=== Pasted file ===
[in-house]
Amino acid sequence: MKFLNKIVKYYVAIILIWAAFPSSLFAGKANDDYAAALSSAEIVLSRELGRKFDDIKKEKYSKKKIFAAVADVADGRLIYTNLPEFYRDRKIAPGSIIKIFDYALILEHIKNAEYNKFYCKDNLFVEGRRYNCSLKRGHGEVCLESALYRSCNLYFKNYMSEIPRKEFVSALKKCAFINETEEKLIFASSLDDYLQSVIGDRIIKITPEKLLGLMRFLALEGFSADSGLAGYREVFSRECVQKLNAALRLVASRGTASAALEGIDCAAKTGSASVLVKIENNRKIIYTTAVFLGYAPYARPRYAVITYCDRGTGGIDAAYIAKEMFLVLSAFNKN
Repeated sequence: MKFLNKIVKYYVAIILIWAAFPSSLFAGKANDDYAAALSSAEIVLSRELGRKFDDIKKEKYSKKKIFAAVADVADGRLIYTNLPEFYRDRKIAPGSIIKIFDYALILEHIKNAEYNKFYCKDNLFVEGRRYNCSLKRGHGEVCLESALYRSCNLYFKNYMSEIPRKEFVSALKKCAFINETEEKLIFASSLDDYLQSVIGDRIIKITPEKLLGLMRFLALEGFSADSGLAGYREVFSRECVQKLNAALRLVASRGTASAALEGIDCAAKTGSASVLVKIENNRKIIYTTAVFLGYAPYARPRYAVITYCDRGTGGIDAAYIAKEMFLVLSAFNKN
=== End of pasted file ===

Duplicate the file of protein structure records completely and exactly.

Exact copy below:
[in-house]
Amino acid sequence: MKFLNKIVKYYVAIILIWAAFPSSLFAGKANDDYAAALSSAEIVLSRELGRKFDDIKKEKYSKKKIFAAVADVADGRLIYTNLPEFYRDRKIAPGSIIKIFDYALILEHIKNAEYNKFYCKDNLFVEGRRYNCSLKRGHGEVCLESALYRSCNLYFKNYMSEIPRKEFVSALKKCAFINETEEKLIFASSLDDYLQSVIGDRIIKITPEKLLGLMRFLALEGFSADSGLAGYREVFSRECVQKLNAALRLVASRGTASAALEGIDCAAKTGSASVLVKIENNRKIIYTTAVFLGYAPYARPRYAVITYCDRGTGGIDAAYIAKEMFLVLSAFNKN
Repeated sequence: MKFLNKIVKYYVAIILIWAAFPSSLFAGKANDDYAAALSSAEIVLSRELGRKFDDIKKEKYSKKKIFAAVADVADGRLIYTNLPEFYRDRKIAPGSIIKIFDYALILEHIKNAEYNKFYCKDNLFVEGRRYNCSLKRGHGEVCLESALYRSCNLYFKNYMSEIPRKEFVSALKKCAFINETEEKLIFASSLDDYLQSVIGDRIIKITPEKLLGLMRFLALEGFSADSGLAGYREVFSRECVQKLNAALRLVASRGTASAALEGIDCAAKTGSASVLVKIENNRKIIYTTAVFLGYAPYARPRYAVITYCDRGTGGIDAAYIAKEMFLVLSAFNKN